This year’s exhibition exploring themes of environmental crisis is now open
From vivid landscapes and moving animal portraits, to extraordinary species and endangered habitats – M Shed on Wapping Wharf is now revealing 100 new images from the Wildlife Photographer of the Year 2019 showcase.
Head down to M Shed to see this wonderful exhibit of life on earth and encounter the surprising – and often challenging – stories behind the images during this time of environmental crisis.
Wildlife Photographer of the Year is developed and produced by the Natural History Museum in London and sponsored at M Shed by Bristol Energy, National Friendly and Pukka Herbs.
Councillor Craig Cheney, deputy mayor of Bristol, said: “At a time when climate change, wildlife extinction and plastic pollution are major global concerns, Wildlife Photographer of the Year has never been more relevant. I’m sure its popularity in Bristol is a reflection of the city’s values and ambitions. I would like to thank our exhibition sponsors Bristol Energy, National Friendly and Pukka Herbs for their generous support.”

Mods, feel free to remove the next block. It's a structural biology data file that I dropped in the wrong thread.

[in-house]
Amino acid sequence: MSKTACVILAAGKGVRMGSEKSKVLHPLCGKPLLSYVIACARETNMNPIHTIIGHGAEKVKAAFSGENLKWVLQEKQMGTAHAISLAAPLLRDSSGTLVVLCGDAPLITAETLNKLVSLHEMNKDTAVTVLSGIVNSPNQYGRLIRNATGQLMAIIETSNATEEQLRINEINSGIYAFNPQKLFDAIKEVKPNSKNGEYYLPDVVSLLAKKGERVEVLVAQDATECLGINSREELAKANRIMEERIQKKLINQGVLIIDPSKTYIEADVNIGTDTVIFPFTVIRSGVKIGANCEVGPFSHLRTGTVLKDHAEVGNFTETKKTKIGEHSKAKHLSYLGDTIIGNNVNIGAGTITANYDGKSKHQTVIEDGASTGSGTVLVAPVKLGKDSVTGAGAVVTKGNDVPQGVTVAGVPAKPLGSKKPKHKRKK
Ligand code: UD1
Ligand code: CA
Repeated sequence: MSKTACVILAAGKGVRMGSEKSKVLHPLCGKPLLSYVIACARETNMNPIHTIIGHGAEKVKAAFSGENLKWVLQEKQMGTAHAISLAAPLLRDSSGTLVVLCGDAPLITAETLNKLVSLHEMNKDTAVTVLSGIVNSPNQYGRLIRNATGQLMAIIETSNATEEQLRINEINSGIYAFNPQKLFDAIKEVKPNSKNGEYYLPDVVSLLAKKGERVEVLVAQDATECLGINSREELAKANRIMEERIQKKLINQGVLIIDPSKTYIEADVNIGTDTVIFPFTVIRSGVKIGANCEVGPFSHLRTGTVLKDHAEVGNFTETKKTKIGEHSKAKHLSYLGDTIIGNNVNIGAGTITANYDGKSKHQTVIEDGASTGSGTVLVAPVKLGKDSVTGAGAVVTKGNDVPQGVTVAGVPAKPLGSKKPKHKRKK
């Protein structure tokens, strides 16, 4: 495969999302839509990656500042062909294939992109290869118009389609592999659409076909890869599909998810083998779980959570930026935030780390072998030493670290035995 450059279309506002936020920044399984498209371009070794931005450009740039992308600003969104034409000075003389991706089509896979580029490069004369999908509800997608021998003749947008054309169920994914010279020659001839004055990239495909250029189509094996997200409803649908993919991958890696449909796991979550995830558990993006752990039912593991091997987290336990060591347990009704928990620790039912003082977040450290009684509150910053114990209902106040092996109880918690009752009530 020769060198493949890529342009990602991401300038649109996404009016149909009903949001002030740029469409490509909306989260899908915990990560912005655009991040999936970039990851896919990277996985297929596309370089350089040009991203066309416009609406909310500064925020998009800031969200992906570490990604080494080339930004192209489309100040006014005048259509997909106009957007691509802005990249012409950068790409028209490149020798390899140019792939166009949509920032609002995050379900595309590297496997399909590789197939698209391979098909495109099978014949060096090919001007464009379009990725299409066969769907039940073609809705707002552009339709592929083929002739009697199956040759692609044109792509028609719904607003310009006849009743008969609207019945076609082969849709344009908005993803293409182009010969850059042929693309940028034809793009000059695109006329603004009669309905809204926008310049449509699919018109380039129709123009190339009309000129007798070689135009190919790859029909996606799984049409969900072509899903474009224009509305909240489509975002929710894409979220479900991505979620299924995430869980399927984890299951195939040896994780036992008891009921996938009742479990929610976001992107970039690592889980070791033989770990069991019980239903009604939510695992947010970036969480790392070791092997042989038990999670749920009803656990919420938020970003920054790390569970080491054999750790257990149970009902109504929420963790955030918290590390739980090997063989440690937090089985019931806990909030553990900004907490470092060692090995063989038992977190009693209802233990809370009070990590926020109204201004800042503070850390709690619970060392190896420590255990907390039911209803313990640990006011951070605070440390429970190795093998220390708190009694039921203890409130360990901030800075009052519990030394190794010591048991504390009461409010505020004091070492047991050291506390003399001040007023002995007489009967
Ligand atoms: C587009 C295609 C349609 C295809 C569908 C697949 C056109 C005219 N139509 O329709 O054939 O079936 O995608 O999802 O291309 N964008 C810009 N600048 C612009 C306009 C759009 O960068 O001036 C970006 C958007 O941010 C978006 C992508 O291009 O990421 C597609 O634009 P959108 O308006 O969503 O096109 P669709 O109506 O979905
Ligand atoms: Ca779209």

The competition began life 55 years ago with David Attenborough presenting the first winner with his award – it received 361 entries that first year. Today the competition receives 48,000 entries from 100 different countries. Winning images are selected for their creativity, originality and technical excellence.
Chair of the Wildlife Photographer of the Year jury, Rosamund Kidman Cox, said: “What all the memorable pictures in this exhibition share is the ability to evoke an emotional reaction. Some may shock and others sadden, but as a whole they will leave you marvelling at the extraordinary, wondrous nature of life.”
A range of events will accompany the exhibition, including an after-hours free viewing on Tuesday 3 December with mulled wine, and exclusive offers in the M Shed shop during the festive season.
M Shed will also display Ghostnet Dress by Linda Thomas. The piece is made from old fishing gear – nets, lines, pots and hooks – discarded in the sea or on beaches. Thomas’s work aims to raise awareness of the damage that old fishing net – ‘ghostnet’ – can do. Internationally, 640,000 tonnes of ghostnet is lost each year and regularly kills seals, dolphins, whales and other wildlife by trapping them.
Tickets: £5–6 | under 16s free. Ticket price includes a £1 voluntary donation to Bristol Museums Development Trust (BMDT). Students and 16–25-year-olds go free on Wednesdays. Tickets are on sale now and available at M Shed and www.bristolmuseums.org.uk.
© Ralf Schneider – Wildlife Photographer of the Year